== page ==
Financial literacy requirement shows importance of life skill teaching


When students leave for college, they've spent their whole lives preparing for the next step in the classroom.

They've passed tests, taken entrance exams, studied all hours of the night and have written more essays than they care to count for the chance to go to college and do it all over again.

But for many students, college, the military or whatever they choose to do after high school will be the first step they take towards independent living. Some will also join the workforce immediately.

It makes sense that schools should also have programs in place to prepare students for the reality of a full-time job and life on their own.

The Nebraska Legislature last year passed measures that would have all Nebraska schools require a personal finance class, beginning with the 2024 class. The law dictates that students must achieve five credit hours of financial literacy courses.

These are designed to teach students how save and spend smartly, find the right insurance, monitor credit, debt and savings accounts and evaluate risk assessment with money.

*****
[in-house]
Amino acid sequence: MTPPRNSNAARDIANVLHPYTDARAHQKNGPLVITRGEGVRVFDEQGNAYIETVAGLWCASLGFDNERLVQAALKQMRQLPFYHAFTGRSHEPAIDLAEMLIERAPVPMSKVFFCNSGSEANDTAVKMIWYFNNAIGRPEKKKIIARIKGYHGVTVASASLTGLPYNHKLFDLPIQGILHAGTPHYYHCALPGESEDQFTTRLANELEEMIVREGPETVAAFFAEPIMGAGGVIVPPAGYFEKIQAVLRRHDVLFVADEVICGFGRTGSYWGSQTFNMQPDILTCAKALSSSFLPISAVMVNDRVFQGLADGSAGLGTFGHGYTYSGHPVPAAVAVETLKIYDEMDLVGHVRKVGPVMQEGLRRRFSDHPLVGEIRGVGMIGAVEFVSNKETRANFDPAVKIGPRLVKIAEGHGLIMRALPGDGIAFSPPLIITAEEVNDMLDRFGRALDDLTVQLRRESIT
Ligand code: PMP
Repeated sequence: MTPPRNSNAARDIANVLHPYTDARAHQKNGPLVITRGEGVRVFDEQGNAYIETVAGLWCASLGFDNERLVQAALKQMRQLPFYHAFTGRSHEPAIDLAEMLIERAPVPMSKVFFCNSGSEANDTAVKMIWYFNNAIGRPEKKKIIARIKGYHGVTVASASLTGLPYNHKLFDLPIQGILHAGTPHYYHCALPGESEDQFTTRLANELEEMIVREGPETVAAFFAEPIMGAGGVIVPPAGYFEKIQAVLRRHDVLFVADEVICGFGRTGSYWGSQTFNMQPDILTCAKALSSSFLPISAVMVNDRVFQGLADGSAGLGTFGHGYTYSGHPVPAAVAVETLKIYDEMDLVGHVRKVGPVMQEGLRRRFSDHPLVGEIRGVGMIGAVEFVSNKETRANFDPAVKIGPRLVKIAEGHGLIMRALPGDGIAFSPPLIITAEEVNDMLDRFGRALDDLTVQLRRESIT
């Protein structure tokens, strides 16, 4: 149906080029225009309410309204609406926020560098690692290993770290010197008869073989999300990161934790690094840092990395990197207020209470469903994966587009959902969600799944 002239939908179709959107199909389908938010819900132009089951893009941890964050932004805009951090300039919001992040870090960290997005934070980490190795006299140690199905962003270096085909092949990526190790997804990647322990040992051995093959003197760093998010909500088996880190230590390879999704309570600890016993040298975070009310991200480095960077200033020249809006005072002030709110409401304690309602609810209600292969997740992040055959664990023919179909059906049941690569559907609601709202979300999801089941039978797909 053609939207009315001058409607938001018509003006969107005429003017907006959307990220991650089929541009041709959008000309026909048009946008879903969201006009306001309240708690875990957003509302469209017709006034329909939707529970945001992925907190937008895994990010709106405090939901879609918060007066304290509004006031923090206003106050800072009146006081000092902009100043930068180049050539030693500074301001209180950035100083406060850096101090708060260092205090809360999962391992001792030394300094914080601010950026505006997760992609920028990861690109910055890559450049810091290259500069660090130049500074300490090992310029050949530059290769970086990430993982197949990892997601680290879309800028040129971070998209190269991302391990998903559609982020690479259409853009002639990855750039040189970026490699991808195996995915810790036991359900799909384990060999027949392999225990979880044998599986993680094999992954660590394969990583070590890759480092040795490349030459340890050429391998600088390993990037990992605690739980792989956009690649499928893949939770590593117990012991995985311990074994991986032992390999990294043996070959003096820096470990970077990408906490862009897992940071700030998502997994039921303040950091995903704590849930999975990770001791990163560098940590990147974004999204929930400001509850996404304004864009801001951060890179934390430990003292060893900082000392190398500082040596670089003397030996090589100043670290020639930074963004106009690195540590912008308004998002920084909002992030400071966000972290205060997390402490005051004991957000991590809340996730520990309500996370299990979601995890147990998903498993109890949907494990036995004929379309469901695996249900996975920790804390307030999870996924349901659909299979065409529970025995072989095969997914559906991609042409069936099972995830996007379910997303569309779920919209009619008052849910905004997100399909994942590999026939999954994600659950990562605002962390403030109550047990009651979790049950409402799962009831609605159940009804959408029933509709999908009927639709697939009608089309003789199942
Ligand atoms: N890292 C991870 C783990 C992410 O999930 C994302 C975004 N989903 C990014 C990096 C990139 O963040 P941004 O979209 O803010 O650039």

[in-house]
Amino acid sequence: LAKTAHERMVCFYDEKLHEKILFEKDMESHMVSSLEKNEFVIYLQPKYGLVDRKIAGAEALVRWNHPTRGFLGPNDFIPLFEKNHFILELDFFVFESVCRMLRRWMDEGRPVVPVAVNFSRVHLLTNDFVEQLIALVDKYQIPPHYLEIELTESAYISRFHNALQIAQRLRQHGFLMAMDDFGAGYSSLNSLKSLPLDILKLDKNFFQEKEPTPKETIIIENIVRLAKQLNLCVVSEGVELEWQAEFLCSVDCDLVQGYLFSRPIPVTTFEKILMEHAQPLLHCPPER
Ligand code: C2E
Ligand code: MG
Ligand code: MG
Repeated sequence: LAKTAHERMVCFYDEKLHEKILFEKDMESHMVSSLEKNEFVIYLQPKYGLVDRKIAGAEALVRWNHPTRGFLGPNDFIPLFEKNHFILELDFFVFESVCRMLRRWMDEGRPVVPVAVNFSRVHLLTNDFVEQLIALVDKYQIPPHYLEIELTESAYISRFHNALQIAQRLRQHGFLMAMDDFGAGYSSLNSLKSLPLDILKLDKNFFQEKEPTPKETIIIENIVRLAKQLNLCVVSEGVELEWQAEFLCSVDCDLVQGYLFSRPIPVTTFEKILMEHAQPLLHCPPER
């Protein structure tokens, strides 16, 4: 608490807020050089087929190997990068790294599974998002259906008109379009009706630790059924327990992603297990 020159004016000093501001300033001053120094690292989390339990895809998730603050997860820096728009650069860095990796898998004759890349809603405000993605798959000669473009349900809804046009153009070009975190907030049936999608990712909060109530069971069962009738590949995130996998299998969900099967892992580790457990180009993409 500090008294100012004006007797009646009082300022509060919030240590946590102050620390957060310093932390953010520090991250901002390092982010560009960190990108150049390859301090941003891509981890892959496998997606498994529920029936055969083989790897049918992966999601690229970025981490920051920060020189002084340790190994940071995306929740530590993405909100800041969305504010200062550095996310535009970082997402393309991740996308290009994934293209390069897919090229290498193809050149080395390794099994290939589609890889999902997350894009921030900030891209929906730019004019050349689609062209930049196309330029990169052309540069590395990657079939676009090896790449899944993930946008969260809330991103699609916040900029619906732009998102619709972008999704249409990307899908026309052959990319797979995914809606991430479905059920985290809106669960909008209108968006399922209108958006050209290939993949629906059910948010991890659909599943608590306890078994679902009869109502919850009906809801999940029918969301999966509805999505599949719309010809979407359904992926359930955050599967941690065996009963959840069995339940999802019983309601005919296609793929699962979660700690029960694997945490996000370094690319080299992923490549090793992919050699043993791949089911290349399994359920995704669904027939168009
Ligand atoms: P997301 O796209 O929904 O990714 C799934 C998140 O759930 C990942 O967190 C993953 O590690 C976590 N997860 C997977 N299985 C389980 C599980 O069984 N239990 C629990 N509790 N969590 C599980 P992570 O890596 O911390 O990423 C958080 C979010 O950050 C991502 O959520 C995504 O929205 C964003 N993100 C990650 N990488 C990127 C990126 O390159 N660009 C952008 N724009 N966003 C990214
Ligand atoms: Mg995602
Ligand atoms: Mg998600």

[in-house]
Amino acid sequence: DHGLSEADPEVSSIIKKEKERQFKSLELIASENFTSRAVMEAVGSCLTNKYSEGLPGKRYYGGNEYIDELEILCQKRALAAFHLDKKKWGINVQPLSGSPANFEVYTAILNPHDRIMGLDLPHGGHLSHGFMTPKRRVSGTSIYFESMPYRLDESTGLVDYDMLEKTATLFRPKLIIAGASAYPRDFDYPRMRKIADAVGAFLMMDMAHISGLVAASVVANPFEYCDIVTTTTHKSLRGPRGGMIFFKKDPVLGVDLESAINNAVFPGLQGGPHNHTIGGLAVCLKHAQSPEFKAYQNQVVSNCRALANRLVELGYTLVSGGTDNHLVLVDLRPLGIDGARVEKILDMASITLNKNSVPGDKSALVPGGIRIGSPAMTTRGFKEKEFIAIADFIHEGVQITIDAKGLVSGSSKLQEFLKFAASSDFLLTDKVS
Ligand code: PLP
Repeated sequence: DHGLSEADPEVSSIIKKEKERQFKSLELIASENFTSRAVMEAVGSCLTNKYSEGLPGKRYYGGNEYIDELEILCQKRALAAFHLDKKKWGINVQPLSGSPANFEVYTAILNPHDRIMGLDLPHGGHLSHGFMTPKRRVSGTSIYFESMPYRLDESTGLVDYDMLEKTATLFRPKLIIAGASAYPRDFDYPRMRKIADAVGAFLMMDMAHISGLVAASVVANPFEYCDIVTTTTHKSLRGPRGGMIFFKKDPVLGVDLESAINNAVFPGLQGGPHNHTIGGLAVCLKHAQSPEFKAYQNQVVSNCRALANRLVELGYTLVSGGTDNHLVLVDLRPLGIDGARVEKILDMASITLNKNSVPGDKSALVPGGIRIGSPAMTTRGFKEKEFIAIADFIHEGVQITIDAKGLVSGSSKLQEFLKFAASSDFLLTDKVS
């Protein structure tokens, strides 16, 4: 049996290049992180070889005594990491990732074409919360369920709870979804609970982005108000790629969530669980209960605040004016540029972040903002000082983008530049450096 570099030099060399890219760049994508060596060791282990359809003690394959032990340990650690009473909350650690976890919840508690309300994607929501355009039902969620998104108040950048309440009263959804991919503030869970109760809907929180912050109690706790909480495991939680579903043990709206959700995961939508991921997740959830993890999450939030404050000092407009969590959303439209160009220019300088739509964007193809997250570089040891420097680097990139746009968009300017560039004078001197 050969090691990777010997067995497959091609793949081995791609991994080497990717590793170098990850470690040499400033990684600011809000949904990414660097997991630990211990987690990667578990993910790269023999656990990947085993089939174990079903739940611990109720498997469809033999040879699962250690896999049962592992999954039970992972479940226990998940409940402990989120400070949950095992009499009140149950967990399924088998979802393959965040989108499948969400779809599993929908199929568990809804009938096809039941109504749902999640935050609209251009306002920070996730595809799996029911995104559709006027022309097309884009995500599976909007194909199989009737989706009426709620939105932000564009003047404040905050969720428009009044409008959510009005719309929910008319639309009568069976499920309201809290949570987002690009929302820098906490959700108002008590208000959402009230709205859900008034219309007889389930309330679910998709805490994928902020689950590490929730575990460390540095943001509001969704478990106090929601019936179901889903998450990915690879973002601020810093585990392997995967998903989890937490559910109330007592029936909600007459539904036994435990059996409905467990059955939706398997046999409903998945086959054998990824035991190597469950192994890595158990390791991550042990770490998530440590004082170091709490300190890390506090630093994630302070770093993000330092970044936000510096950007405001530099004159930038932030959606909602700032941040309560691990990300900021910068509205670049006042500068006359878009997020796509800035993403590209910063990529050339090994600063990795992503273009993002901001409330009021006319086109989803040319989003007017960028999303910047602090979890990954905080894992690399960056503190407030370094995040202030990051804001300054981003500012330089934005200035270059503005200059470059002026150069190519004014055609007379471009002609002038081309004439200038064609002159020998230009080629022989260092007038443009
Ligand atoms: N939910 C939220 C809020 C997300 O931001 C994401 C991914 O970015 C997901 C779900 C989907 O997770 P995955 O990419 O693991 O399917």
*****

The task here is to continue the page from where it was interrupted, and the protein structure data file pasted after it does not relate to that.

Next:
Before, students relied on their parents or good ol' fashioned trial by fire to pick these skills up. Now, students have the opportunity for structured and hands-on learning when it comes to financial literacy.

We've seen in our own communities and nearby how life lessons and practical skills taught in classroom settings canhelp students. We see it in Fort Calhoun, Blair and Arlington Schools with Career Technical Education (CTE) offerings, which show students the basics in manufacturing, welding, construction and more.

Many students not only use CTE classes as a way to hone skills, but put them towards a career in a related field as well.

In Missouri Valley, FBLA students have taken to the task of operating a cafe out of the high school. Through that program, they gain skills in business management and customer service.

With the constant advancement of technology and increased cost in living, children need to know earlier and earlier how to navigate the world outside of the classroom and outside of their homes. If school exists to mold the next generation, then it's vital they help students develop skills that go beyond the tests and textbooks. The more schools can set their students up to pursue careers while living successful personal lives, the better off the community, state and country are for coming generations.


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